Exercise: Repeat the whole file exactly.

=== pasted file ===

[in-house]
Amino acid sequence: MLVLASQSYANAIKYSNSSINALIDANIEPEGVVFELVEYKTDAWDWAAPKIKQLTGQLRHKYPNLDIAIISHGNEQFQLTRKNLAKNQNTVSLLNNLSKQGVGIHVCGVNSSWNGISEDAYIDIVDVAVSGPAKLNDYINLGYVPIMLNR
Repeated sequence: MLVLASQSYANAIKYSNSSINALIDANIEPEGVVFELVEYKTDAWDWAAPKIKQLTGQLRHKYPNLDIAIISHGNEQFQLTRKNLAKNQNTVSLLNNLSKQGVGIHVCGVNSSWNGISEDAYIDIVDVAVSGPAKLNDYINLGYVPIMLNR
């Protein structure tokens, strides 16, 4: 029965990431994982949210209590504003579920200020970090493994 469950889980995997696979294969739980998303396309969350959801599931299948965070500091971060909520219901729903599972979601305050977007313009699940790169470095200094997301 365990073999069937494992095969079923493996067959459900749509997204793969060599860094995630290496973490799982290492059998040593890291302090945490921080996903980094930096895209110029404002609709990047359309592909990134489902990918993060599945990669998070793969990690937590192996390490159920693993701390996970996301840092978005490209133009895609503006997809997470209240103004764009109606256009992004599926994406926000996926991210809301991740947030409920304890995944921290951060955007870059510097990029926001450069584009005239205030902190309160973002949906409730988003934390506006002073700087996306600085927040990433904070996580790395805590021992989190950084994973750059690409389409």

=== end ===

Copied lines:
[in-house]
Amino acid sequence: MLVLASQSYANAIKYSNSSINALIDANIEPEGVVFELVEYKTDAWDWAAPKIKQLTGQLRHKYPNLDIAIISHGNEQFQLTRKNLAKNQNTVSLLNNLSKQGVGIHVCGVNSSWNGISEDAYIDIVDVAVSGPAKLNDYINLGYVPIMLNR
Repeated sequence: MLVLASQSYANAIKYSNSSINALIDANIEPEGVVFELVEYKTDAWDWAAPKIKQLTGQLRHKYPNLDIAIISHGNEQFQLTRKNLAKNQNTVSLLNNLSKQGVGIHVCGVNSSWNGISEDAYIDIVDVAVSGPAKLNDYINLGYVPIMLNR
């Protein structure tokens, strides 16, 4: 029965990431994982949210209590504003579920200020970090493994 469950889980995997696979294969739980998303396309969350959801599931299948965070500091971060909520219901729903599972979601305050977007313009699940790169470095200094997301 365990073999069937494992095969079923493996067959459900749509997204793969060599860094995630290496973490799982290492059998040593890291302090945490921080996903980094930096895209110029404002609709990047359309592909990134489902990918993060599945990669998070793969990690937590192996390490159920693993701390996970996301840092978005490209133009895609503006997809997470209240103004764009109606256009992004599926994406926000996926991210809301991740947030409920304890995944921290951060955007870059510097990029926001450069584009005239205030902190309160973002949906409730988003934390506006002073700087996306600085927040990433904070996580790395805590021992989190950084994973750059690409389409």